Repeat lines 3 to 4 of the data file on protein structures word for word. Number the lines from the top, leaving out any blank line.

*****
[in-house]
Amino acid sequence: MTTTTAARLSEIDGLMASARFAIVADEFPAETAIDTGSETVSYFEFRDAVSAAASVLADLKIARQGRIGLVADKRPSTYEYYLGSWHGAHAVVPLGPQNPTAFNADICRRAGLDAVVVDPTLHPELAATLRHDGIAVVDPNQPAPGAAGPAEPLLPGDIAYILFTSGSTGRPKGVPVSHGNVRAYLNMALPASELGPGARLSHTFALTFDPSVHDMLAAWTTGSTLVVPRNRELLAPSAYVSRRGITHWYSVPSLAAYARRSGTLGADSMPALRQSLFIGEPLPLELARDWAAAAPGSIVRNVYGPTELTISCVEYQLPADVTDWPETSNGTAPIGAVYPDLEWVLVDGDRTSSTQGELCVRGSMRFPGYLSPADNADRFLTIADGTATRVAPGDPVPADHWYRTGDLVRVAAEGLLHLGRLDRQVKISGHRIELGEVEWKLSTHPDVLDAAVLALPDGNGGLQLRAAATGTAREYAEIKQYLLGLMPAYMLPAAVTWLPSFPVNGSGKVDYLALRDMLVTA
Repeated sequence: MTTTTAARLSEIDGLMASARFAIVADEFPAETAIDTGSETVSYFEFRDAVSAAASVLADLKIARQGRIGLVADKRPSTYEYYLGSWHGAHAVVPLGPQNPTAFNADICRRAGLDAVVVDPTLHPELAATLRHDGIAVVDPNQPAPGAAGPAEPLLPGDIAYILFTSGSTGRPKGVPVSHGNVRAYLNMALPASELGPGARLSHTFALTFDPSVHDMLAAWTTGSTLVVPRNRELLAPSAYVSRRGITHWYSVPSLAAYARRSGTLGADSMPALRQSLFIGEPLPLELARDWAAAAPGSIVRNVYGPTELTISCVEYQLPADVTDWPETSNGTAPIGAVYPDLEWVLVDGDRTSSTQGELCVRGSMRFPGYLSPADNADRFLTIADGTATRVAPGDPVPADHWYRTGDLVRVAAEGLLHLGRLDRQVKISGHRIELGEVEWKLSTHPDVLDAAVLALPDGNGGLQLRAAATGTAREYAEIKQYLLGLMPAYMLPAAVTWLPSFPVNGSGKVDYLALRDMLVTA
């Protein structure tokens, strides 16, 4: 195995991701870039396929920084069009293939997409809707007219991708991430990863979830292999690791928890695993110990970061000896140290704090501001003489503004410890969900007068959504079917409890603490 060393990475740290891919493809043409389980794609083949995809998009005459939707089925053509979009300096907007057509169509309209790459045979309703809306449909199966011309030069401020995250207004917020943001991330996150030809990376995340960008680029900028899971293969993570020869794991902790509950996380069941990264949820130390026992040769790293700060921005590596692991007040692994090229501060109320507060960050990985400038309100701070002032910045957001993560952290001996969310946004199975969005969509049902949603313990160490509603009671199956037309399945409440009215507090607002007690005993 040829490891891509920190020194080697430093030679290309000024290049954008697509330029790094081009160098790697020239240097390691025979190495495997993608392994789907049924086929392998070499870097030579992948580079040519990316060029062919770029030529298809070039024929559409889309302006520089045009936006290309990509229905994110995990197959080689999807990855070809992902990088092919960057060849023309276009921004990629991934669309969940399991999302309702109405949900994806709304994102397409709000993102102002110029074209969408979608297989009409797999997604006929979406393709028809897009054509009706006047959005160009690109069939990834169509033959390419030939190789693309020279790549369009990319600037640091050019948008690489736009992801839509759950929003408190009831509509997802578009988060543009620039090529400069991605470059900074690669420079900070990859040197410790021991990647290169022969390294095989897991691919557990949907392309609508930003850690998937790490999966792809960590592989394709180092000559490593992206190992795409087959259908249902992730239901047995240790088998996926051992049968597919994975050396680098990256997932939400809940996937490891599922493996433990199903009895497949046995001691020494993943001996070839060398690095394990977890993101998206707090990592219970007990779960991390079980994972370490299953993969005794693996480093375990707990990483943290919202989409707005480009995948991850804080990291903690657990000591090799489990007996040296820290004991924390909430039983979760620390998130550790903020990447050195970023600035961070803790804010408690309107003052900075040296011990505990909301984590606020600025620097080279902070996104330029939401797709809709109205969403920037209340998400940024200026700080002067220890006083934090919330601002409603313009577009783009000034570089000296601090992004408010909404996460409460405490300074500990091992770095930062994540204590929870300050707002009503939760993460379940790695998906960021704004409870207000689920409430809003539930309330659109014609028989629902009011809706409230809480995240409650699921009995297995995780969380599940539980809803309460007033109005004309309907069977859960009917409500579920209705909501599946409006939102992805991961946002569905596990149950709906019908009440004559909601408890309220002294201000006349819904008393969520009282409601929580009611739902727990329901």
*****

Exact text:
Repeated sequence: MTTTTAARLSEIDGLMASARFAIVADEFPAETAIDTGSETVSYFEFRDAVSAAASVLADLKIARQGRIGLVADKRPSTYEYYLGSWHGAHAVVPLGPQNPTAFNADICRRAGLDAVVVDPTLHPELAATLRHDGIAVVDPNQPAPGAAGPAEPLLPGDIAYILFTSGSTGRPKGVPVSHGNVRAYLNMALPASELGPGARLSHTFALTFDPSVHDMLAAWTTGSTLVVPRNRELLAPSAYVSRRGITHWYSVPSLAAYARRSGTLGADSMPALRQSLFIGEPLPLELARDWAAAAPGSIVRNVYGPTELTISCVEYQLPADVTDWPETSNGTAPIGAVYPDLEWVLVDGDRTSSTQGELCVRGSMRFPGYLSPADNADRFLTIADGTATRVAPGDPVPADHWYRTGDLVRVAAEGLLHLGRLDRQVKISGHRIELGEVEWKLSTHPDVLDAAVLALPDGNGGLQLRAAATGTAREYAEIKQYLLGLMPAYMLPAAVTWLPSFPVNGSGKVDYLALRDMLVTA
């Protein structure tokens, strides 16, 4: 195995991701870039396929920084069009293939997409809707007219991708991430990863979830292999690791928890695993110990970061000896140290704090501001003489503004410890969900007068959504079917409890603490 060393990475740290891919493809043409389980794609083949995809998009005459939707089925053509979009300096907007057509169509309209790459045979309703809306449909199966011309030069401020995250207004917020943001991330996150030809990376995340960008680029900028899971293969993570020869794991902790509950996380069941990264949820130390026992040769790293700060921005590596692991007040692994090229501060109320507060960050990985400038309100701070002032910045957001993560952290001996969310946004199975969005969509049902949603313990160490509603009671199956037309399945409440009215507090607002007690005993 040829490891891509920190020194080697430093030679290309000024290049954008697509330029790094081009160098790697020239240097390691025979190495495997993608392994789907049924086929392998070499870097030579992948580079040519990316060029062919770029030529298809070039024929559409889309302006520089045009936006290309990509229905994110995990197959080689999807990855070809992902990088092919960057060849023309276009921004990629991934669309969940399991999302309702109405949900994806709304994102397409709000993102102002110029074209969408979608297989009409797999997604006929979406393709028809897009054509009706006047959005160009690109069939990834169509033959390419030939190789693309020279790549369009990319600037640091050019948008690489736009992801839509759950929003408190009831509509997802578009988060543009620039090529400069991605470059900074690669420079900070990859040197410790021991990647290169022969390294095989897991691919557990949907392309609508930003850690998937790490999966792809960590592989394709180092000559490593992206190992795409087959259908249902992730239901047995240790088998996926051992049968597919994975050396680098990256997932939400809940996937490891599922493996433990199903009895497949046995001691020494993943001996070839060398690095394990977890993101998206707090990592219970007990779960991390079980994972370490299953993969005794693996480093375990707990990483943290919202989409707005480009995948991850804080990291903690657990000591090799489990007996040296820290004991924390909430039983979760620390998130550790903020990447050195970023600035961070803790804010408690309107003052900075040296011990505990909301984590606020600025620097080279902070996104330029939401797709809709109205969403920037209340998400940024200026700080002067220890006083934090919330601002409603313009577009783009000034570089000296601090992004408010909404996460409460405490300074500990091992770095930062994540204590929870300050707002009503939760993460379940790695998906960021704004409870207000689920409430809003539930309330659109014609028989629902009011809706409230809480995240409650699921009995297995995780969380599940539980809803309460007033109005004309309907069977859960009917409500579920209705909501599946409006939102992805991961946002569905596990149950709906019908009440004559909601408890309220002294201000006349819904008393969520009282409601929580009611739902727990329901």